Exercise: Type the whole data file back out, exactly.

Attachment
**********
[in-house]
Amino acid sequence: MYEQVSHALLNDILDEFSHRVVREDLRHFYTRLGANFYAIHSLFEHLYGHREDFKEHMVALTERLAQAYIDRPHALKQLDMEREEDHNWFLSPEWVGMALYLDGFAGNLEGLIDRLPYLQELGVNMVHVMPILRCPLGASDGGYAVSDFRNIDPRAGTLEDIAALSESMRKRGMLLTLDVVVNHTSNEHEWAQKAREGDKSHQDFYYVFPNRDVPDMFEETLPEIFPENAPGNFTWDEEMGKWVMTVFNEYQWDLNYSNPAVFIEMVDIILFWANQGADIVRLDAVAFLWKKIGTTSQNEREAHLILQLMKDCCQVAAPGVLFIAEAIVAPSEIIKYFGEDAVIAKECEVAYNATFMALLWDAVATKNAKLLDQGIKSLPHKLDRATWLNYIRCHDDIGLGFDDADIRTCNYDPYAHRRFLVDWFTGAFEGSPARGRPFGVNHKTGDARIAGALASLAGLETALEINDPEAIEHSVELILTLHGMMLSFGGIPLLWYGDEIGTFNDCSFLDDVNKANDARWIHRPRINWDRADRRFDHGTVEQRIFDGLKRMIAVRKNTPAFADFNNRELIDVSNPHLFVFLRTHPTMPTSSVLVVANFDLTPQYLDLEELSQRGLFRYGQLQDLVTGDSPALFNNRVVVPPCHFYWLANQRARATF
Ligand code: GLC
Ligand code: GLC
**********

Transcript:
[in-house]
Amino acid sequence: MYEQVSHALLNDILDEFSHRVVREDLRHFYTRLGANFYAIHSLFEHLYGHREDFKEHMVALTERLAQAYIDRPHALKQLDMEREEDHNWFLSPEWVGMALYLDGFAGNLEGLIDRLPYLQELGVNMVHVMPILRCPLGASDGGYAVSDFRNIDPRAGTLEDIAALSESMRKRGMLLTLDVVVNHTSNEHEWAQKAREGDKSHQDFYYVFPNRDVPDMFEETLPEIFPENAPGNFTWDEEMGKWVMTVFNEYQWDLNYSNPAVFIEMVDIILFWANQGADIVRLDAVAFLWKKIGTTSQNEREAHLILQLMKDCCQVAAPGVLFIAEAIVAPSEIIKYFGEDAVIAKECEVAYNATFMALLWDAVATKNAKLLDQGIKSLPHKLDRATWLNYIRCHDDIGLGFDDADIRTCNYDPYAHRRFLVDWFTGAFEGSPARGRPFGVNHKTGDARIAGALASLAGLETALEINDPEAIEHSVELILTLHGMMLSFGGIPLLWYGDEIGTFNDCSFLDDVNKANDARWIHRPRINWDRADRRFDHGTVEQRIFDGLKRMIAVRKNTPAFADFNNRELIDVSNPHLFVFLRTHPTMPTSSVLVVANFDLTPQYLDLEELSQRGLFRYGQLQDLVTGDSPALFNNRVVVPPCHFYWLANQRARATF
Ligand code: GLC
Ligand code: GLC